Wednesday, February 27, 2013

The inbuilt political stand-off in the ECB's bond-buying programme

One of the many sub-stories of the Italian election is how it calls into question the ECB's bond-buying programme - the Outright Monetary Transactions (OMT). Not so much because of the ECB's ability to expand its balance sheet and stand behind Italy and Spain (though there's a clear cost to that). The reason is another one: unpredictable politics.

This is something we highlighted immediately following Mario Draghi's announcement to launch the OMT, in September 2012. We said:
"It will also be virtually impossible for the ECB to impose effective conditionality on debtor countries, meaning that the ECB can only hope that a series of unpredictable political decisions in member states will go in its favour."
To inject such conditionality, the OMT was linked to the European Stability Mechanism - the eurozone's permanent bailout fund - which comes with strict conditions (or at least is supposed to). To tap the OMT, a country has to be on an ESM programme. But, in effect, this made the OMT - despite it being run by an independent central bank - hostage to parliamentary and electoral politics.

As we argued in our analysis on the German Constitutional Court ruling on the ESM - a few days after the OMT announcement in September last year:
"...the ruling and the role of the Bundestag highlights that activating the OMT will be challenging, since in order to qualify for ECB bond-buying, a country must first get funding from the ESM – and be subject to conditions. If the Bundestag agrees to activate more bailouts, it will most certainly push for harsher conditions than what debtor countries – most importantly Spain – are willing to accept. In the long-term, under current arrangements of linking ESM and OMT, the latter is also effectively capped and subject to a Bundestag veto."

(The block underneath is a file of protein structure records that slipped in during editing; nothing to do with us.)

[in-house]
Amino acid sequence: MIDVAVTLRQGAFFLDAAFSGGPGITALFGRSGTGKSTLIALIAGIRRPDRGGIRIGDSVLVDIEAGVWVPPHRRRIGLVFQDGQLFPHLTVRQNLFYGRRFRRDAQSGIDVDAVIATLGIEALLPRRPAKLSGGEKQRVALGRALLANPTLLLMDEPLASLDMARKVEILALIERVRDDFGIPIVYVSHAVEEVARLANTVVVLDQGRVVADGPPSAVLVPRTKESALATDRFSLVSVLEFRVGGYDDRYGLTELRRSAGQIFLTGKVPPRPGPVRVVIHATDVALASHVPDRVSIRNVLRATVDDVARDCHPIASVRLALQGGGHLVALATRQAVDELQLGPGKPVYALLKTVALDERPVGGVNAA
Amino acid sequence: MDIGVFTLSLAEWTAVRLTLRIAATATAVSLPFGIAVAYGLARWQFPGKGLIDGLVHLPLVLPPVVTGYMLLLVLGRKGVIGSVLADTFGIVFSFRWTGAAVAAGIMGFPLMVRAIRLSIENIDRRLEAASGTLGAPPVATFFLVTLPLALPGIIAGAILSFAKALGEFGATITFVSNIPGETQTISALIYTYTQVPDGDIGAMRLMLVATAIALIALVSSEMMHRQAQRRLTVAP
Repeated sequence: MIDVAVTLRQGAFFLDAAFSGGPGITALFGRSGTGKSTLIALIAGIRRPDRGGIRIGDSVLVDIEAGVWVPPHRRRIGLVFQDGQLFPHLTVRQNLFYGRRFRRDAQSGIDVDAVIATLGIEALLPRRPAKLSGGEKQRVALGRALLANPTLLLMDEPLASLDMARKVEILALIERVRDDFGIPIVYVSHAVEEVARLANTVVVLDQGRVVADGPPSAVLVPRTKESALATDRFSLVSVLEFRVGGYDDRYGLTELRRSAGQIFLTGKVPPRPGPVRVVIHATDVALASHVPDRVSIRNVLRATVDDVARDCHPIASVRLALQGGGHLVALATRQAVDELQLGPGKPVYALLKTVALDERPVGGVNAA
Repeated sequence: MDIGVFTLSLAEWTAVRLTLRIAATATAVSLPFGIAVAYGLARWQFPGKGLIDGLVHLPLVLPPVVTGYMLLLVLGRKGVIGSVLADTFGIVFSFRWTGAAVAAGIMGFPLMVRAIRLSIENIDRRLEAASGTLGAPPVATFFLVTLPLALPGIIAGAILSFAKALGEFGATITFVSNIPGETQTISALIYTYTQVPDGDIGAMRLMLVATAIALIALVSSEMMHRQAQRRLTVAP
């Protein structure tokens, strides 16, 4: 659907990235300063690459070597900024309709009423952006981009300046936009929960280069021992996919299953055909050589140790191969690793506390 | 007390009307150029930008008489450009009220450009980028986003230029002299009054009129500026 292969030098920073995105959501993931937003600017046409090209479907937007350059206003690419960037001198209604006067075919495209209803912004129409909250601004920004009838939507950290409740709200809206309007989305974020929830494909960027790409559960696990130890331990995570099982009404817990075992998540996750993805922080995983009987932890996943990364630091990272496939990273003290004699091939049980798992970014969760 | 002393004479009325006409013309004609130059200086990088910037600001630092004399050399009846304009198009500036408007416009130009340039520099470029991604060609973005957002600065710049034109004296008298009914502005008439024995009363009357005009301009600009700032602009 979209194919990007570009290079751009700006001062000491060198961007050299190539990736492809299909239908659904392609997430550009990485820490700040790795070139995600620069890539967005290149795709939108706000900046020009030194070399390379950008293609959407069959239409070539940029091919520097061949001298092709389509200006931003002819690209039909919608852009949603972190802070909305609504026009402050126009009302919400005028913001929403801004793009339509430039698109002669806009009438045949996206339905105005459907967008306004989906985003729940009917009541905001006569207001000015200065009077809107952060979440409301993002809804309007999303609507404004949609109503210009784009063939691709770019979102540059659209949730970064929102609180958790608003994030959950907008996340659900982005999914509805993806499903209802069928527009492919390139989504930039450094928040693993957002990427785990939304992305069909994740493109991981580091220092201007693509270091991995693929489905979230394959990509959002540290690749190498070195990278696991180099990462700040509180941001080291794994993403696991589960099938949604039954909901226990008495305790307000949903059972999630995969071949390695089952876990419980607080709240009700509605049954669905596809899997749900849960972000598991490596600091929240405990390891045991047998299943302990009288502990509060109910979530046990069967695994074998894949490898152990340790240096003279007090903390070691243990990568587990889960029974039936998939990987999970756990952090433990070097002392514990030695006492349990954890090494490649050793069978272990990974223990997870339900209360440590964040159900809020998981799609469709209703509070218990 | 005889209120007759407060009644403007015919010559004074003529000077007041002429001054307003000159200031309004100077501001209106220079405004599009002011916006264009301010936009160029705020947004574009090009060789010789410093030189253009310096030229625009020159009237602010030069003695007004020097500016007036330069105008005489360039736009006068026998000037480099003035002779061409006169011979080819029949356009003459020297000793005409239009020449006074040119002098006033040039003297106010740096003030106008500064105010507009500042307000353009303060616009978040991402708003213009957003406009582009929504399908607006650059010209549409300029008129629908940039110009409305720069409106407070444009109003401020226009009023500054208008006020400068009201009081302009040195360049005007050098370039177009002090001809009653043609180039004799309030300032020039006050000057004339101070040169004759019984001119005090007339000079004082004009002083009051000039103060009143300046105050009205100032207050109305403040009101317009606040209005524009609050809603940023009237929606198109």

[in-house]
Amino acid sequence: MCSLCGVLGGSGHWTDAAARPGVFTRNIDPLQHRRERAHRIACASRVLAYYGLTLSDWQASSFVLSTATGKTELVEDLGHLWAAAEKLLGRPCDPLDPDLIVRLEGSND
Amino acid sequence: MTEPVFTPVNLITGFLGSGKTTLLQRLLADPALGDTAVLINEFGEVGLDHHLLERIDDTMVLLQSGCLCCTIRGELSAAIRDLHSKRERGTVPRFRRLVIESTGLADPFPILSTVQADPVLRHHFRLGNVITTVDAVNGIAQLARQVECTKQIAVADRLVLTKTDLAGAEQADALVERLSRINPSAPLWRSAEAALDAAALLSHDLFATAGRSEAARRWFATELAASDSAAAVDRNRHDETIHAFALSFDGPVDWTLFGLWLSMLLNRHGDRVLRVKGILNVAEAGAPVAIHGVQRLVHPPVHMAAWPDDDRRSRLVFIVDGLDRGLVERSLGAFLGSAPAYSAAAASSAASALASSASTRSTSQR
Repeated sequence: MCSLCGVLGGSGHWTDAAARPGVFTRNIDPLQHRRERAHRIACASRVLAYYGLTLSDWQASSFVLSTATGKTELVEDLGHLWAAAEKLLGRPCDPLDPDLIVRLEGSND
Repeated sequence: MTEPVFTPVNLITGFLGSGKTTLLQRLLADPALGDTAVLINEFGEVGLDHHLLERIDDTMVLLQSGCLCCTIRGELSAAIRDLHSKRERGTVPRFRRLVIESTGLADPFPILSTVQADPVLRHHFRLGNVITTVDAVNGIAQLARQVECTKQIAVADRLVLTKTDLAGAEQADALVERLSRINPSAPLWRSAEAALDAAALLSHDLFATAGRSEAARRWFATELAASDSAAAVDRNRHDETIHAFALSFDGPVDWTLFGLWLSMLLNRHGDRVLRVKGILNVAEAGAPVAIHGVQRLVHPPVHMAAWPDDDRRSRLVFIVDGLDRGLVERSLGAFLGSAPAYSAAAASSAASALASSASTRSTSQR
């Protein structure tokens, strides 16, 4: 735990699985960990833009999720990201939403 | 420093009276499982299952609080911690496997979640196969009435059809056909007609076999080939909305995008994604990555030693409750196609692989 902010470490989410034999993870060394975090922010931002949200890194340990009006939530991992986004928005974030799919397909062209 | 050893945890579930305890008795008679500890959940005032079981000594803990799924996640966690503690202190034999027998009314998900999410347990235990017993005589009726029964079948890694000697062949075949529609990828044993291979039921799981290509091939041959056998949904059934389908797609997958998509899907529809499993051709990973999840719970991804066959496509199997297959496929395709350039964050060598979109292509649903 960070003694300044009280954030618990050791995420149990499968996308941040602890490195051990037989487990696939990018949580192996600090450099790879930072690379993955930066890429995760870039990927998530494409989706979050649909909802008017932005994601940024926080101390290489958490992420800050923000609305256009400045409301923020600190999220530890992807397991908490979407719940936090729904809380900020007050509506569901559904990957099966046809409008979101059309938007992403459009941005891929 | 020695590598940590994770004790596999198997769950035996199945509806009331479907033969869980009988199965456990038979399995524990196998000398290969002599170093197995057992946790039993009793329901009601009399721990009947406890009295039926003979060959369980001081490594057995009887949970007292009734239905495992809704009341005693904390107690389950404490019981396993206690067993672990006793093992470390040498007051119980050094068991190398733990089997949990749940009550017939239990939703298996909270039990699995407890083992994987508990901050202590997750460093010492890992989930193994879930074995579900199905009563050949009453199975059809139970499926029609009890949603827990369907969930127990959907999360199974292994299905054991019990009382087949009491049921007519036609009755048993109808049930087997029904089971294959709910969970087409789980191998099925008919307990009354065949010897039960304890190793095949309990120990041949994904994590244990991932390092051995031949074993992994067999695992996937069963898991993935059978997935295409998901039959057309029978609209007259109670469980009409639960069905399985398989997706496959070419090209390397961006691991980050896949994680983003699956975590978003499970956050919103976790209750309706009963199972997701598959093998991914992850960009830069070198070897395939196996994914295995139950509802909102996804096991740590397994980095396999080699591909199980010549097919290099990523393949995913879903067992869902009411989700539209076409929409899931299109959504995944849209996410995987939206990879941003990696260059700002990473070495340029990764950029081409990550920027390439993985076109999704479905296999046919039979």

Well, enter the Italian elections (and Beppe). Discussing the election results, we told the Telegraph on Monday that:
“People have forgotten that the OMT cannot be triggered without a vote in the German Bundestag. This is going to be a huge problem, and we may be back to the political stand-off between the North and South of Europe,”
And in our flash analysis yesterday, looking at the Italian election results, we noted:
“A fragmented, anti-austerity Italian parliament could also make it far more difficult for the country to tap the ECB’s OMT. This is because it would need to access the European Stability Mechanism simultaneously, meaning a series of strict conditions – which Berlusconi and others could resist – and approval from several Northern Eurozone parliaments, including from the Bundestag.”
Other analysts are now waking up to this issue as well.

Then again, if it ever came to a point where Italy actually needed to tap the OMT, things might be so bad that politicians on both sides (probably during a panic-stricken weekend) could be scared into accepting whatever ESM-deal that could be struck.

But it all goes to show that in the eurozone, there's no escaping the politics.


Rik said...

ESM deals (and subsequently OMT) first go after parliamentary approval. And in Germany there is an election next September. The closer that date comes the more difficult it will be to approve any deal but certainly a deal without proper conditionality.
Doubtful if also an anything goes deal would make it in Austria, Finland and Holland. With the added problem that if there is doubt on that, markets will keep on being unstable until all formalities are met.